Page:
This week we popped Matt Baker over to Ramsey Island with his film crew to make an episode on Ramsey Island for BBC Countryfile. Lisa said “ It was a beautiful day, full of chough, seals, peregrines and deer. In fact, everything on our wish list performed for the cameras, we even managed a sheepdog training session with our trainee Border collie, Dewi, Greg and presenter Matt Baker, who gave us some valuable tips. Dewi seemed to know he was on film and was on his best behaviour, showing good style and stealing the show!
This weeks guided walk on Ramsey Island was lead by local birder Lyndon Lomax, besides the lovely secenery here are some of the sightings spotted by the group:
2 x Peregrine Falcon . 8 x Chough . Ravens . Buzzards . Kestrels
Lots of Atlantic Grey Seals and their pups
6+ Porpoise in Ramsey Sound
1 x Bottle Nose Dolphin in Ramsey Sound
A brief bird and seal report for the season on Ramsey Island so far. With the breeding season approaching an end (for birds if not seals!) here is a breakdown of some of the highs and lows:
Chough – fledged 17 young from 7 nests (2.42 per pair, joint 3rd highest productivity on record).
Lapwing – 2 pairs managed to fledge 1 young between them (not a bad effort!).
Wheatear – 106 pairs – surely the densest site in Wales for this species?!
Stonechat – down from 25 pairs in 2009 to 6 pairs this year. No doubt a casualty of the cold winter. In fact we noticed that all small passerine species that are resident in the UK and breed on Ramsey (e.g. Meadow and rock pipit, blackbird, dunnock) were also slightly down this year too.
Seabirds – a good year generally. No sign of food shortage although kittiwakes were down from 225 pairs in 2009 to 191 pairs (following 3 years of increase) and how low productivity at the study site (0.26 per pair, although the Cantwr site at the southern end seemed to do much better based on very helpful reports from boat operators).
A full storm petrel survey on the Bishops and Clerks revealed 149 occupied sites (the highest estimate for this site). The few, newly discovered, birds on Ramsey continue to do well with all 5 from 2008 relocated and a new site found too.
Kestrel – 1 pair fledged 4 young. Good news for a species that is in decline in Wales (red kites now outnumber them!).
Peregrine – 2 pairs although no young seen to fledge.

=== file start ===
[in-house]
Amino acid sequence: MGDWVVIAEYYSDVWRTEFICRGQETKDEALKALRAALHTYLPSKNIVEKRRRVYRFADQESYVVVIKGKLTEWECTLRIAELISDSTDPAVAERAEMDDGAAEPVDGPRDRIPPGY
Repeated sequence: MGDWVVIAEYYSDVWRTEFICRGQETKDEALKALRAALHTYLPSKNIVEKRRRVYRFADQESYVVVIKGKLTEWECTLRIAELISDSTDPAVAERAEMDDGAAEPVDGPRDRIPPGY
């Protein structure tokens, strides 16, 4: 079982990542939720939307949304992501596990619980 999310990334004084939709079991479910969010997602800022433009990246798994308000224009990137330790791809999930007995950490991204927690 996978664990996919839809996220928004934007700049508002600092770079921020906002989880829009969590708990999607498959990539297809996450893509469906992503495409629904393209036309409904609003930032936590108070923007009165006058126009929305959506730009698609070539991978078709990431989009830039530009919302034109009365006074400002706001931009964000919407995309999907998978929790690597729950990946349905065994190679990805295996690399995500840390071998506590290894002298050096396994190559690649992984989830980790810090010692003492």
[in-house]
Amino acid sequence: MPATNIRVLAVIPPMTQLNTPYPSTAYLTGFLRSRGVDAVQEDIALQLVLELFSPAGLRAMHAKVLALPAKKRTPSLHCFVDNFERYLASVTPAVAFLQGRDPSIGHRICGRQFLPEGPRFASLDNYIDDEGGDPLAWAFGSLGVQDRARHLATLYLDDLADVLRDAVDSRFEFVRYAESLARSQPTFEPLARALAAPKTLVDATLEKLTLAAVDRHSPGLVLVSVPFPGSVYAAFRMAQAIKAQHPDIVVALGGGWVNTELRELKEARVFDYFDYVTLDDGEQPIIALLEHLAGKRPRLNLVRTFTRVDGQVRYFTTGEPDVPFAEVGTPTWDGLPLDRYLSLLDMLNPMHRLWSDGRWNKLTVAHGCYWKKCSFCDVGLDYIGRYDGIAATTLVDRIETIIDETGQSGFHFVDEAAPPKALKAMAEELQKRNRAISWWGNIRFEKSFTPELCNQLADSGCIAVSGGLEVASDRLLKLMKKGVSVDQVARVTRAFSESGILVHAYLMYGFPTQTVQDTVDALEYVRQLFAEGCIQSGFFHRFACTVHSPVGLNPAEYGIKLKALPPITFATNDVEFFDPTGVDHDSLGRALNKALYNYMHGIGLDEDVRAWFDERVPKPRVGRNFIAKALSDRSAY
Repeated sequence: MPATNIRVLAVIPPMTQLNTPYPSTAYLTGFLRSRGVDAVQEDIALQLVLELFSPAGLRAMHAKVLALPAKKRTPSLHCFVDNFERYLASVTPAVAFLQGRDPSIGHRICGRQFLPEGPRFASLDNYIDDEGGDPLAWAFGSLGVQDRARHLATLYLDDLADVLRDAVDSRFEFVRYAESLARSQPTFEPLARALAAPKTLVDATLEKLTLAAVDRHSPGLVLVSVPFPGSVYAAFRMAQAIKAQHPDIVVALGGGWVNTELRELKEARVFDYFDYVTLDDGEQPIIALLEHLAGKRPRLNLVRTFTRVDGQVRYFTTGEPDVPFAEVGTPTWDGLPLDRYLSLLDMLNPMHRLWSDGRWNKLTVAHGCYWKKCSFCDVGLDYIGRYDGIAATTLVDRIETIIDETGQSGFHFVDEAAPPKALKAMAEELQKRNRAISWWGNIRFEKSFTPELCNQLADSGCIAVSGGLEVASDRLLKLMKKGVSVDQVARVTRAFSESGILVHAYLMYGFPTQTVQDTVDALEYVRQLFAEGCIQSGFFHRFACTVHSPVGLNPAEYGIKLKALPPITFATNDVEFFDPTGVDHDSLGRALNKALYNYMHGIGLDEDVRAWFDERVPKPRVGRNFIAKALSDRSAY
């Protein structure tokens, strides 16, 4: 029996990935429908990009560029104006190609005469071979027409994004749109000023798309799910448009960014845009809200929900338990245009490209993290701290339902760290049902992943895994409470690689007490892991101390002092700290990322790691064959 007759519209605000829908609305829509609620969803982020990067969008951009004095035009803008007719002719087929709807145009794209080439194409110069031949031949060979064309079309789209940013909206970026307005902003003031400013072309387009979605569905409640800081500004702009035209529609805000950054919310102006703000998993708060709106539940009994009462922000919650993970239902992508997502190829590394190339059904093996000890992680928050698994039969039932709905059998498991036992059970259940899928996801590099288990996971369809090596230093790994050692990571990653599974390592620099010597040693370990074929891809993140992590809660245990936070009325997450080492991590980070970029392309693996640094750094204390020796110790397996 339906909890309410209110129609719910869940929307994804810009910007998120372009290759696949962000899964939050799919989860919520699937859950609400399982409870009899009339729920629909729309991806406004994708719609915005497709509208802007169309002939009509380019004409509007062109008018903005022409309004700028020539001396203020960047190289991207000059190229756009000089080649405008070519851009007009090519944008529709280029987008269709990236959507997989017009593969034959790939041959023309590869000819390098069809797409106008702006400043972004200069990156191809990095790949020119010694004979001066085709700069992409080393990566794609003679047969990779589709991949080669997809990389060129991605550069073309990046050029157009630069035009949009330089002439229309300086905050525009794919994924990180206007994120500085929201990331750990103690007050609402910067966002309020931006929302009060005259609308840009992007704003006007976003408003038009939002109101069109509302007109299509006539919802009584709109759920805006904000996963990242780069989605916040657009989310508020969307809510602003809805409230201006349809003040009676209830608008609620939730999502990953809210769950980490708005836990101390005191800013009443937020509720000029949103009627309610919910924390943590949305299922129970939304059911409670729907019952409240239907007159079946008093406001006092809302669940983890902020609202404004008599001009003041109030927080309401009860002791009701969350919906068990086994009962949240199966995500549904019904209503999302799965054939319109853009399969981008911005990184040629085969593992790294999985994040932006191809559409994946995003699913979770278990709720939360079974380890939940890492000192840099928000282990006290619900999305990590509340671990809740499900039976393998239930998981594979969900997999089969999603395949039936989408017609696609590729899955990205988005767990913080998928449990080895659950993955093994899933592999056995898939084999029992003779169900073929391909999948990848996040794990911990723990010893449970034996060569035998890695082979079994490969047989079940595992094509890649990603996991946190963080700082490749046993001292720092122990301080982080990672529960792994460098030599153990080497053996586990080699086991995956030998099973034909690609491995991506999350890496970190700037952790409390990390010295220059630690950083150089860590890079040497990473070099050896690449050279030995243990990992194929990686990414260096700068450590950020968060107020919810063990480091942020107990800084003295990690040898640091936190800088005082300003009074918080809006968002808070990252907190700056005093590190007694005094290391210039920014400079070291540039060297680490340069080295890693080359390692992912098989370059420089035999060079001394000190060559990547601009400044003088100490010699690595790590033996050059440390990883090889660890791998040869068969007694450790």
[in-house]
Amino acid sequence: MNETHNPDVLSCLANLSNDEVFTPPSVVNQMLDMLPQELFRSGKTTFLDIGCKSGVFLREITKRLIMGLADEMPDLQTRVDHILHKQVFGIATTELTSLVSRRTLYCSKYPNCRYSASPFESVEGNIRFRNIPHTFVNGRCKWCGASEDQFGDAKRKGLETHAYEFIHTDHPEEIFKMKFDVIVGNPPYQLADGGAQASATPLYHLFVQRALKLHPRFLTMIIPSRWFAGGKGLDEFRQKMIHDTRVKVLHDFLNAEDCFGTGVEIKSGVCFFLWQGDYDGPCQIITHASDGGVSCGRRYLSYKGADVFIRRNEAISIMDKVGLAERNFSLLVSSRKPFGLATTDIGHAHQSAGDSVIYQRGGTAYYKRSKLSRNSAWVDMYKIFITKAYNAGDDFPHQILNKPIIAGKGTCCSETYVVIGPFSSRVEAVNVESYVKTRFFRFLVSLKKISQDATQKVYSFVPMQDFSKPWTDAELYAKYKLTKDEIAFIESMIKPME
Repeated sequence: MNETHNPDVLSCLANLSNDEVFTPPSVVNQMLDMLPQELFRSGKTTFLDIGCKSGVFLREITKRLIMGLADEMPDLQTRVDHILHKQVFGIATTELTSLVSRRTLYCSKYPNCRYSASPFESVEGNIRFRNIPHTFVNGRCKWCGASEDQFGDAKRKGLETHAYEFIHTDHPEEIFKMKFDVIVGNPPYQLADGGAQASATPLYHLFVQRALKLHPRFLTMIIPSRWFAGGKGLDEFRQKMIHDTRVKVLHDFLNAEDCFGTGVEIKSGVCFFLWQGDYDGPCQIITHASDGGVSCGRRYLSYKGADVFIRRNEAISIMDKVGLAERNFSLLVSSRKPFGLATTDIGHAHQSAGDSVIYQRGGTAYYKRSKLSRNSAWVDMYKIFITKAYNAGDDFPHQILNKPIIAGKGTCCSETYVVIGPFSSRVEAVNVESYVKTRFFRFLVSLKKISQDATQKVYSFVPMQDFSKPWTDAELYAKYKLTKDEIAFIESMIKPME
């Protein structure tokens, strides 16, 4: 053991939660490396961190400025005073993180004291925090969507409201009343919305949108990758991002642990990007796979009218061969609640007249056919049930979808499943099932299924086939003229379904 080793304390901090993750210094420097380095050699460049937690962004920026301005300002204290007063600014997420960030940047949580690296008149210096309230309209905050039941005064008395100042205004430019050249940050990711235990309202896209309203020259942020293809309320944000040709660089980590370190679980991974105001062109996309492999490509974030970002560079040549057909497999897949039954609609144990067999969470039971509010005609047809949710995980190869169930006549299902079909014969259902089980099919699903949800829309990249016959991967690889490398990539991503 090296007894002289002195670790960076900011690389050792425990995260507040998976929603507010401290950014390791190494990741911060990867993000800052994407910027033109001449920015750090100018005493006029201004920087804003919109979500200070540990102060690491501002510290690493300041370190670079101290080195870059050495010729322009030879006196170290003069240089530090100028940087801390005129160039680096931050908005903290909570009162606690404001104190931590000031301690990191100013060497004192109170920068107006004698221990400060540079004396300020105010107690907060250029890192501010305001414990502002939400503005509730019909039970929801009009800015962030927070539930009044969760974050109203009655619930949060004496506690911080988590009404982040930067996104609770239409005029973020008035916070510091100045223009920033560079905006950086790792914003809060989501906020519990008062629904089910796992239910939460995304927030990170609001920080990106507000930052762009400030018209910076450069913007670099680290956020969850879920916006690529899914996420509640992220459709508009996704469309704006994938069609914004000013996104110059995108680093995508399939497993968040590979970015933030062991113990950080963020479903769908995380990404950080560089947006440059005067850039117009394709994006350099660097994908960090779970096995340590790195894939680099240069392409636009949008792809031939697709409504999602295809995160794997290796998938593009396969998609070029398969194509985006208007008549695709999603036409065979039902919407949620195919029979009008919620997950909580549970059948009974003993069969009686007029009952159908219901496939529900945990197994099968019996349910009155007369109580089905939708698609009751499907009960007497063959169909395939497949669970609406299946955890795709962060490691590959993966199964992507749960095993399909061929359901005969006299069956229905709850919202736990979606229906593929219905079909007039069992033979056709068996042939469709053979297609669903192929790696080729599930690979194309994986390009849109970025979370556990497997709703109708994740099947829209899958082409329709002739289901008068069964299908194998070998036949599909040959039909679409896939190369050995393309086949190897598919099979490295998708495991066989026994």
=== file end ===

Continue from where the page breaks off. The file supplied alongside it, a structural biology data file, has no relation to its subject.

Grey seals – going well with well over 100 seal pups born so far on our 9 monitored sites so far.
Over the last two weeks we have been busy working out on Grassholm Island, which lies 7 miles southwest of Ramsey Island. You might just have heard of this amazing, 9-hectare, piece of low-lying rock in the middle of the Irish sea. It is the oldest RSPB reserve in Wales and is home to nearly 10% of the world population of northern gannets. In fact at the last count, (don’t ask how we did it), we had 39, 292 pairs breeding on the island.
Greg and I have been working with the amazing seabird biologists from University of Plymouth to find out what our Grassholm gannets get up to when they are away from the island.
One exciting piece of work that is currently underway looks at non-breeding gannets. They do not have a nest site but do visit the colony in large numbers to visit ‘club sites’, a little like a youth club for teenage gannets. These sub-adults can be anything from 2 years to 4 years old. As they are not yet constrained to any one colony, they are able to range over wide areas of ocean, visiting other gannetries and potentially putting themselves in contact with a wide range of threats.
By attaching a small satellite transmitter to12 birds, we are able to follow their every move, in real time, live on-line. To find out where our birds are heading, just go to:
In the nine days since we deployed these devices, one of our birds has covered over 1,300km, it left Grassholm on 5 July, headed south around the tip of Cornwall and then travelled east along the English Channel. It is currently heading up into the North Sea. Will it really go anticlockwise right round the coast of the UK to get back to Grassholm?
It is vitally important that we find out more about the
We had a brilliant half term week, with fine and sunny weather and over 80 visitors on many days. It was great to meet so many enthusiastic and friendly people; we filled two guided walks and manned a seabird watch point on our 100 metre high cliffs, allowing visitors to get close up views of breeding Guillemots and Razorbills through a telescope. Our excellent volunteers were on hand to give information and helped people get the most out of their visit.
These birds were just beginning to hatch their single eggs at the end of last week and are now busy ferrying back and for form the island with silver sandeels for their small but hungry chicks. Several puffin sightings again last week, all very close to the island’s west coast. Boat skippers from many of the local wildlife boat trip operators are regularly reporting their sighting by text and VHF radio and we are very grateful to them for their help. The skipper of the island boat, Gower Ranger, was so keen that we have provided him with his very own ‘Wildlife Sightings’ notebook that he keeps in the cabin in order to record his sightings during the day.